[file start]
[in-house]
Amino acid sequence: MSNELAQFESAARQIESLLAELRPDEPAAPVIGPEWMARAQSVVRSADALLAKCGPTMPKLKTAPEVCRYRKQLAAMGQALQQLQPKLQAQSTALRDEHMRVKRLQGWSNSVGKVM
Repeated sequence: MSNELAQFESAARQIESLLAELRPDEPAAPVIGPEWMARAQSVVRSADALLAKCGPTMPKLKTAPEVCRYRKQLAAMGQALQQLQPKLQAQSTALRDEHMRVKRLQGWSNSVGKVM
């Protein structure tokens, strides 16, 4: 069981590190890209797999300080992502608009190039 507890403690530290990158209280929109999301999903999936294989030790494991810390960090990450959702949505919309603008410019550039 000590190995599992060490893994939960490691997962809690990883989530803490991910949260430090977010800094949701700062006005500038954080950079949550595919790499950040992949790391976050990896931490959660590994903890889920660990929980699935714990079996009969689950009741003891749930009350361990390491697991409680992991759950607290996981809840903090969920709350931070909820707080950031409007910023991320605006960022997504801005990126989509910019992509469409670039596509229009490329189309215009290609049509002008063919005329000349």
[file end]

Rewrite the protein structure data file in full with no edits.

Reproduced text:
[in-house]
Amino acid sequence: MSNELAQFESAARQIESLLAELRPDEPAAPVIGPEWMARAQSVVRSADALLAKCGPTMPKLKTAPEVCRYRKQLAAMGQALQQLQPKLQAQSTALRDEHMRVKRLQGWSNSVGKVM
Repeated sequence: MSNELAQFESAARQIESLLAELRPDEPAAPVIGPEWMARAQSVVRSADALLAKCGPTMPKLKTAPEVCRYRKQLAAMGQALQQLQPKLQAQSTALRDEHMRVKRLQGWSNSVGKVM
């Protein structure tokens, strides 16, 4: 069981590190890209797999300080992502608009190039 507890403690530290990158209280929109999301999903999936294989030790494991810390960090990450959702949505919309603008410019550039 000590190995599992060490893994939960490691997962809690990883989530803490991910949260430090977010800094949701700062006005500038954080950079949550595919790499950040992949790391976050990896931490959660590994903890889920660990929980699935714990079996009969689950009741003891749930009350361990390491697991409680992991759950607290996981809840903090969920709350931070909820707080950031409007910023991320605006960022997504801005990126989509910019992509469409670039596509229009490329189309215009290609049509002008063919005329000349």